SYDNEY: A student who was alleged to have spent A$4.6mil (RM14mil) on designer goods with an unlimited overdraft account her bank accidentally gave her has had all her charges dropped, Australian media reported on Friday.
Christine Jiaxin Lee, a 21-year-old Malaysian resident who is studying at Sydney University, was alleged to have splurged the money on designer handbags, clothes, jewellery, mobile phones and a vacuum cleaner over 11 months.
However, prosecutors dropped charges against the chemical engineering student after a similar case involving a man charged with fraud for withdrawing A$2.1mil (RM6.4mil) from ATMs was thrown out of court, news portal news.com.au said.
Lee's lawyer, Hugo Aston, told the Daily Telegraph his client would be moving back to Malaysia following the outcome of the case.
"She is happy it is behind her, and to move on with her life," he told the newspaper.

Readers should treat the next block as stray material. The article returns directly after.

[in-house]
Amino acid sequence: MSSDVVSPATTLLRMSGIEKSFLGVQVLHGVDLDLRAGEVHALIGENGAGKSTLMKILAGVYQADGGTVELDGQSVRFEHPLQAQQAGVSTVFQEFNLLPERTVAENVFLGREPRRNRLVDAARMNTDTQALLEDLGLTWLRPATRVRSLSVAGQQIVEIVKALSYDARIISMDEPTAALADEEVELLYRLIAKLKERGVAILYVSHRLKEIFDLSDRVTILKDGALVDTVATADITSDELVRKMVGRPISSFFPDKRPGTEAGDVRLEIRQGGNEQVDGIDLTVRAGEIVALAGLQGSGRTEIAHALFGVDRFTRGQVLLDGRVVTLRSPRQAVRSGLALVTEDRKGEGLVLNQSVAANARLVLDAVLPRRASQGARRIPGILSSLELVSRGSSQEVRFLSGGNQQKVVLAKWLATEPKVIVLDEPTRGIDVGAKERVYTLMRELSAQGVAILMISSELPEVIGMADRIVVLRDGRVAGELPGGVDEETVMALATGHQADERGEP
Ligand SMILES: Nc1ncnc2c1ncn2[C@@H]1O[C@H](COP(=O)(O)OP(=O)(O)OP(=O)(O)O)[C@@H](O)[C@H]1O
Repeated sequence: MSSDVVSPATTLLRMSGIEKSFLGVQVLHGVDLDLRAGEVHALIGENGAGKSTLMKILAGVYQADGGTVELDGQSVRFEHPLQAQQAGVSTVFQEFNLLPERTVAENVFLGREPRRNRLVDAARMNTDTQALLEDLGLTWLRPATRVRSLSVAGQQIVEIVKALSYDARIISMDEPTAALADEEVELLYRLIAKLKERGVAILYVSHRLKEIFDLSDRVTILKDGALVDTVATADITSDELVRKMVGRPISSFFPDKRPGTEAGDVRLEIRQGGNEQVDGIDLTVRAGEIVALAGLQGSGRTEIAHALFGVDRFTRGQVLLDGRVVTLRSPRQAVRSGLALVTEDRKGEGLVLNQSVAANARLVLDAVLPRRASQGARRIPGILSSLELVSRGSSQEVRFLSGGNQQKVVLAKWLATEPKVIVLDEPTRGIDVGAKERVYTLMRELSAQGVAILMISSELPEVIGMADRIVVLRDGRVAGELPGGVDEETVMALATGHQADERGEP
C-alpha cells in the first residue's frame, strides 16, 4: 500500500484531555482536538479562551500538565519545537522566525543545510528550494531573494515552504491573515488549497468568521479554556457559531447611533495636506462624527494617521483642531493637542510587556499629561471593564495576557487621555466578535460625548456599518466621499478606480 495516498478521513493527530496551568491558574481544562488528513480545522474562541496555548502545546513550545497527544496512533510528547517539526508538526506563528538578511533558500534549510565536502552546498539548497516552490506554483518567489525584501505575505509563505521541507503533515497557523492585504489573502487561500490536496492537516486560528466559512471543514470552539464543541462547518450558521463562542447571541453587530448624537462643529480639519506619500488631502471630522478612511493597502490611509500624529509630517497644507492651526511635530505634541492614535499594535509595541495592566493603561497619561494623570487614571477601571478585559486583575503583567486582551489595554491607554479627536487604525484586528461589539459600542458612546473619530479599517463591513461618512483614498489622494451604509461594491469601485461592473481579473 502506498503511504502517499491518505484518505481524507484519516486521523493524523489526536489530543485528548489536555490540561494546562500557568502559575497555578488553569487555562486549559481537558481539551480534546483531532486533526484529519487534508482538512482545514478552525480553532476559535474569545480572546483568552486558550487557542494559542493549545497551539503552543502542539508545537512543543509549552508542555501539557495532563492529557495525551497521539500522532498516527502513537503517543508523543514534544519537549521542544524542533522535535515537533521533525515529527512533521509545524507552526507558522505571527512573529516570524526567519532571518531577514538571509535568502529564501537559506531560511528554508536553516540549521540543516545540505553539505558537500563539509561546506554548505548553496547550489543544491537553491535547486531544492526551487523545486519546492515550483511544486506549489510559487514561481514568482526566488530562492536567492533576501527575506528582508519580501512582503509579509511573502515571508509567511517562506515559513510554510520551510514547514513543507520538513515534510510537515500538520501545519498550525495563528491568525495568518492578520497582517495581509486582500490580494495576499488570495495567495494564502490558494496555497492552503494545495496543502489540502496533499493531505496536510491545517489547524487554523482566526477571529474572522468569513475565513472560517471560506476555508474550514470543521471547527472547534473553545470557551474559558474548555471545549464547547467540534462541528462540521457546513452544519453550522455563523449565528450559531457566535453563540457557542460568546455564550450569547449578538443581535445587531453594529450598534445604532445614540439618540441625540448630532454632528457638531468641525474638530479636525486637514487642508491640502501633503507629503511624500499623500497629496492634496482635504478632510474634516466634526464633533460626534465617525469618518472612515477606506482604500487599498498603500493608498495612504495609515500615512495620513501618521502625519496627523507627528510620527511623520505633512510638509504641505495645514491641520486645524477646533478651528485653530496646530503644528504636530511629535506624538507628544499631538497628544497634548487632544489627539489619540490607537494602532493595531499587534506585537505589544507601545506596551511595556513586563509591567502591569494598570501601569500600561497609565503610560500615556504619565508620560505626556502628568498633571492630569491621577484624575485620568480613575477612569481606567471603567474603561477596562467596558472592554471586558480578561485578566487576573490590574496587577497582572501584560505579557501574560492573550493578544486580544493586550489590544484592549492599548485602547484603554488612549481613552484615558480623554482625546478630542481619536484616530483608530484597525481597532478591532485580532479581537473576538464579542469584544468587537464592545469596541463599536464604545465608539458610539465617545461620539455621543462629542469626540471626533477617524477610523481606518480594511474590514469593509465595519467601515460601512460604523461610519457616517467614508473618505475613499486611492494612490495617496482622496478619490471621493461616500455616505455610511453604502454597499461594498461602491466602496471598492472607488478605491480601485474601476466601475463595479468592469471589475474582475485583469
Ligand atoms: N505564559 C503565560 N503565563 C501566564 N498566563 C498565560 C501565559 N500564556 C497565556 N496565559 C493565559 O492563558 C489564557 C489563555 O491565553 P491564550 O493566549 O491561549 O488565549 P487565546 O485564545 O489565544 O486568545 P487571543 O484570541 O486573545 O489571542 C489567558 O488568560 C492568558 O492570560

"There was no deception.
"It's a very interesting case, and an interesting outcome.
"It is obviously clear the bank should adopt better policies."
It is unclear whether the seized items will be returned to the student, said news.com.au.
The error was picked up by the Westpac bank in April 2015 and a senior manager phoned Lee, demanding she explain where the missing millions were.
The student claimed she believed the money had been transferred into her account by her parents.
When she found out police were trying to contact her about the money, she was understood to have arranged for herself to be granted an emergency Malaysian passport.
However, she was arrested in May 2015 at Sydney's Kingsford Smith Airport when she tried to board a flight to Malaysia.
Senior banking officials told the Daily Telegraph the bungle was a "big, fat banking error".
They admitted they were forced to track down more than A$1.3mil (RM4mil) Lee allegedly hid in multiple private accounts.
A Westpac spokesman said: "Westpac has taken all possible steps to recover its funds, including taking civil action against Ms Lee.
"The criminal charges against Lee were a matter for the Director of Public Prosecutions (DPP) and police, and we respect their decision." - The Straits Times/Asia News Network